Oh, like you’re above scamming your co-workers. They’re all terrible and you know it. Old Bob brings the stinkiest egg salad sandwich every day and Louise won’t shut the hell up about anything. GODDAMN IT YOU OLD HAG I DON’T CARE.
Besides, we know you’re all about the passive income. That’s why you’re here. Well, that and you don’t know how to use the back button. You’re all only 14 useless tool bars away from being my grandma.
Anyhoo, that’s enough preamble. Let’s talk about how easy it is to scam your co-workers out of $100 per week.
“You could get lucky!”
Every wage slave dreams of leaving their screwy job, preferably giving the proverbial middle finger to their boss on the way out. Hey, even Homer Simpson did it.
Some of you try to do this by creating a huge savings rate, channeling every spare cent into investments while pitching a tent in your own living room and eating from your neighbor’s trash. “Hey, are you going to finish those coffee grounds, fat cat? Sucker.”
Yes, pitching a tent in your own living room rather than pay for heat is an actual suggestion from the Early Retirement Extreme book. Presumably made with a straight face, too.
Most people want nothing to do with saving aggressively, preferring to spend their cash on Meghan Trainor t-shirts and glue sticks. You know, the essentials. So they look to the lottery, dropping down tens of dollars on tickets to the big draw.
I’ve made fun of lottery players before, but I can actually see the other side of it. Where else can the average person turn $5 into many millions? You could even argue the fantasy aspect of it alone is worth the price of admission.
Here’s the correct answer to the question of what to do with a million dollars:
Many workplaces have group lottery funds, probably because these people can all sympathize just how much work sucks. So everybody chucks in $2 or $5 or whatever, and somebody is in charge of buying lottery tickets.
That person needs to be you. And then, instead of spending the cash on lottery tickets, you pocket it.
This scam is ridiculously easy to pull off.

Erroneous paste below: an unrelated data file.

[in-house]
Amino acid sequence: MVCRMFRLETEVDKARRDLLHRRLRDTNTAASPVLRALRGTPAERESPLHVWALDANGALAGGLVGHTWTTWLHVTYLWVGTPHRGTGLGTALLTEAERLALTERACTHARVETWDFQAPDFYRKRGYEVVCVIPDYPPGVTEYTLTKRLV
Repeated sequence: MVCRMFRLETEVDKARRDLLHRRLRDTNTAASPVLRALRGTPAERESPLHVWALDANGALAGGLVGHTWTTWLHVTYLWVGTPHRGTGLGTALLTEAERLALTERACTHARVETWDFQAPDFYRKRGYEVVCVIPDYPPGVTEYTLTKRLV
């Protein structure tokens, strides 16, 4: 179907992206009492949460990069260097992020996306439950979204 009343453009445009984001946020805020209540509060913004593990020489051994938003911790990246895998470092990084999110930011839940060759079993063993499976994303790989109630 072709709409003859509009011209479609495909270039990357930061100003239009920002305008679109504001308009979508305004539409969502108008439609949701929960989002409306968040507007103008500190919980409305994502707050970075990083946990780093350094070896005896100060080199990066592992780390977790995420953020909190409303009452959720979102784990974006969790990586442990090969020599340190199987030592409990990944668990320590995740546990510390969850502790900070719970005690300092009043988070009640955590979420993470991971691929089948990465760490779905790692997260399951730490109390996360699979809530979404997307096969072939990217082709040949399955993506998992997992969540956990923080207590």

Step one is to find a bunch of patsies. This will be surprisingly easy. Regular people live for the lottery. It’s unbelievable.
Next, make them take their imaginary lottery potential seriously. Why bother with a dollar or two dollars? It’s five dollars to enter, dumbass. Look at how the odds are better at $5 per pop! It’s like we can’t lose!
Don’t worry about somebody calling you out on that bullshit, by the way. The average person can barely multiply double digits. They know odds about as well as I know the plot of the latest Nicholas Sparks book. Actually, everyone knows the plot of that garbage. I’ve seen at least one of the movies.
Once you have 20-25 people in your pool, it’s time to start actually doing the math. We’ll stick with the Lotto 6/49 for this post, which gives you six numbers out of the first 49 integers, as well as a bonus 10-digit number for a bonus draw. This costs $3 with an extra $1 for the bonus number, which is called the encore or extra, depending on what part of the country you’re in.
Don’t worry about the bonus number. It’s an all-or-nothing scenario. Like hell we’d ever pay that out.
The draw works like this. The lottery people pick six numbers and then a seventh bonus number. This is the bonus number you’ll have to worry about, at least a little.
Next, we have to figure out the odds of actually winning in the main draw. If you get two out of six numbers, you’ll win a free play (a $3 value). This happens about once every 8.3 times you play. The next prizes are 2/6 numbers and the bonus number, which happens about one out of every 81.2 times you play. That’s a prize of $5. The next level is matching three out of six numbers, which pays $10 and happens once every 56.7 times.
Because the group is playing so often, it’ll win at least something every week. $100 per week at $3 per play means we’re looking at 33.3 plays per week. So the group will win $10 once every 1.7 weeks and $5 once every 2.4 weeks. You’d also maybe have to pay out a bigger prize every 31 weeks when the group matches four numbers.
So to make it easy, I’d pay out $10 every two weeks and $5 once every three weeks, along with announcing free plays damn near every week. Naturally, convince the group to let the free plays ride while continuing to contribute their usual $100 per week.
I’ve condensed everything into a table for y’all.
|2||$100 (free play)||$10||$90|
|3||$100 (free play! whoo!||$5||$95|
|5||$100 (two free plays this time!)||$0||$100|
|6||$100 (more free plays)||$15||$85|
|7||$100 (and so on)||$10||$90|
|8||$100 (free play, bitches!)||$0||$100|
|9||$100 (free! free! free!)||$10||$90|
|11||$100 (more free plays!)||$10||$90|
|12||$100 (four this time!)||$5||$95|
Say the once every 31 week payout works out to $100. That works out to a current value of $3.22 per week, decreasing your expected profit by $38.64 per twelve week period. So instead of pocketing $1,120 per twelve weeks, you’re looking at a profit closer to $1,080.
BONUS SCAM: Instead of paying out the $5 or $10 proceeds, volunteer to save them and spend them on snacks, beverages, etc. for the whole office. Free muffins, baby.
What happens if someone wants to see the tickets?
“Oh man! I forgot them at home/my desk/at that hooker’s house. I’ll let you see them tomorrow.” It’s up to you whether you then rush out to buy tickets or you just wait it out until nosy Louise loses interest.
And that’s about it. The hardest part of pulling off this scam is lying to your co-workers. If you can pull that off with regularity, the rest is easy.